Management scholars, practitioners, and policy makers alike have sought to develop a deeper understanding of recent business crises—including corporate scandals, the collapse of financial institutions, and deep recession—in order to prevent their recurrence. Among the “culprits” that have been identified is Conventional management theory based upon a moral-point-of-view founded on assumptions of materialism and individualism. There have been calls to move beyond the dominant profit maximization paradigm and think about other, potentially more compelling, corporate objectives (Hamel, 2009 ). In (...) this article, we respond to those calls, and seek to develop what we call Radical resource-based theory (RBT), which draws from and contrasts with the highly-influential Conventional RBT. Radical RBT defines the value of resources more broadly than profit maximization, rarity as an occasion for stewardship, inimitability as an opportunity for teaching, and non-substitutability as an opportunity to meet a panoply of human needs. This augmentation of RBT promises to help managers and scholars address a myriad of problems that are insoluble under Conventional assumptions. More generally, it shows the value of broadening management theory to a radical perspective by relaxing assumptions of self-interest and materialism. (shrink)
Contemporary materialist theories purporting to account for experience are seriously flawed, for they fail to accommodate the full range of human experience, especially paranormal experience. Substance Dualism (SD) is re-examined in light of this experience,including telepathy and clairvoyance, mediumship, the near-death experience, and reincarnation cases involving children’s memories. A different kind of materialism postulating degrees of fi neness and vibration—one prefigured by the ancient Stoics and developed hereunder the heading Transcendental Materialism (TM)—is also explored. The inadequacies of both (...) reductive and non-reductive materialism are shown. McGinn, Chalmers, and Searle are given special attention. (shrink)
Although the ethical judgment of consumers in the United States and other industrialized countries has received considerable attention, consumer ethics in Asian-market settings have seldom been explored. The purchase and making of counterfeit products are considered common, but disreputable, attributes of Southeast Asian consumers. According to the Association of South-East Asian Nations (ASEAN), Indonesia ranks third among the leading countries of counterfeit items in Asia. Retail revenue losses attributed to counterfeiting amounted to US $183 million in 2004. Therefore, elucidating the (...) ethical perspectives of Indonesian consumers is an effective means of clarifying an important cultural influence on consumer behavior. This exploratory study of 230 Indonesians has many meaningful findings. First, certain personal attitudes apparently affect the ethical judgments of Indonesian consumers. Second, Indonesian consumers who exhibited high ethical concern over actively benefiting from illegal actions had high levels of materialism and idealism, as well as low levels of relativism. Third, materialism, idealism, and relativism significantly influenced whether benefits were created from actively engaging in some questionable activities (DELEGAL). Analytical results indicated that Indonesians with high materialism and relativism were more likely to engage in actions that were questionable but legal. Finally, consumer ethics were compared by applying demographic variables such as gender, age, education, religion, and occupation, indicating that all variables significantly varied except for religion. (shrink)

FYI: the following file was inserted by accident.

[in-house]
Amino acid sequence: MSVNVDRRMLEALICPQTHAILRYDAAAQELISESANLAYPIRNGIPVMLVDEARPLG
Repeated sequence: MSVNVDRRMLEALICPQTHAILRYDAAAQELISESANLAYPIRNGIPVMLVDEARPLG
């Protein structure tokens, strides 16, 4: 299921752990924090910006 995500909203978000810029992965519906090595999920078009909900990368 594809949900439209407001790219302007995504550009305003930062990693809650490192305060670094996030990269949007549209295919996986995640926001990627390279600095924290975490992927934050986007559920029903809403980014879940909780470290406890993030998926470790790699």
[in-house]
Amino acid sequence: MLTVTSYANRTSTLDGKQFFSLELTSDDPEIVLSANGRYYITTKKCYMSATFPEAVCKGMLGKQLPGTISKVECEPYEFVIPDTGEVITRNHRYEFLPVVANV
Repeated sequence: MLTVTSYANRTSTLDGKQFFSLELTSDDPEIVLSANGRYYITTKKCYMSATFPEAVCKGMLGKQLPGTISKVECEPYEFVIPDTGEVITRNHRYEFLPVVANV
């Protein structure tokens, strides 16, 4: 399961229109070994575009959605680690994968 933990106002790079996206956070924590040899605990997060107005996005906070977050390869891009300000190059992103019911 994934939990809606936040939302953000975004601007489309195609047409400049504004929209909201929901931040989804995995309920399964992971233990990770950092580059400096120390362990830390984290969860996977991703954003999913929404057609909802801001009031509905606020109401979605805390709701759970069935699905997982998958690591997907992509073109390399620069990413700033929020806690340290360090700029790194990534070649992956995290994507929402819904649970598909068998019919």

The aim of this paper is to defend a version of nonreductive materialism against the epiphenomenalist objection to which Davidson's anomalous monism has often been held to be vulnerable. After considering a number of options for dealing with the objection, I argue that an appeal to the notion of strong supervenience (properly explicated) can both rebut a common form of the "property" ("type") epiphenomenalist objection and provide a grounding for the causal relevance ("efficacy") of mental properties.
This paper critically examines the materialism that Gilles Deleuze espouses in his oeuvre to the benefit of educational theory. In Difference and Repetition, he presented transcendental empiricism by underwriting Kant with realism (Deleuze, 1994). Later, in Capitalism & Schizophrenia I & II that were co-written with Félix Guattari (1984, 1988) and that they named Anti-Oedipus and A Thousand Plateaus, Deleuze's philosophical approach is realigned into what I term here as transcendental materialism, and latterly as immanent materialism; that (...) I claim effectively eliminate phenomenology as perceptual input. This essay takes this transformation seriously as a way of understanding educational data, research and practices. The proposition that is central to this paper is that transcendental and immanent materialism give us a means of dealing with educational phenomena without the interference of perception or a stable category of experience, by connecting data with theory and circumventing subjectification. It is argued that this proposition has important consequences for educational research, and the construction of educational arguments that will be illustrated in this essay. Deleuze's debt to French Marxism and in particular to the work of Louis Althusser are also recognised through this writing. (shrink)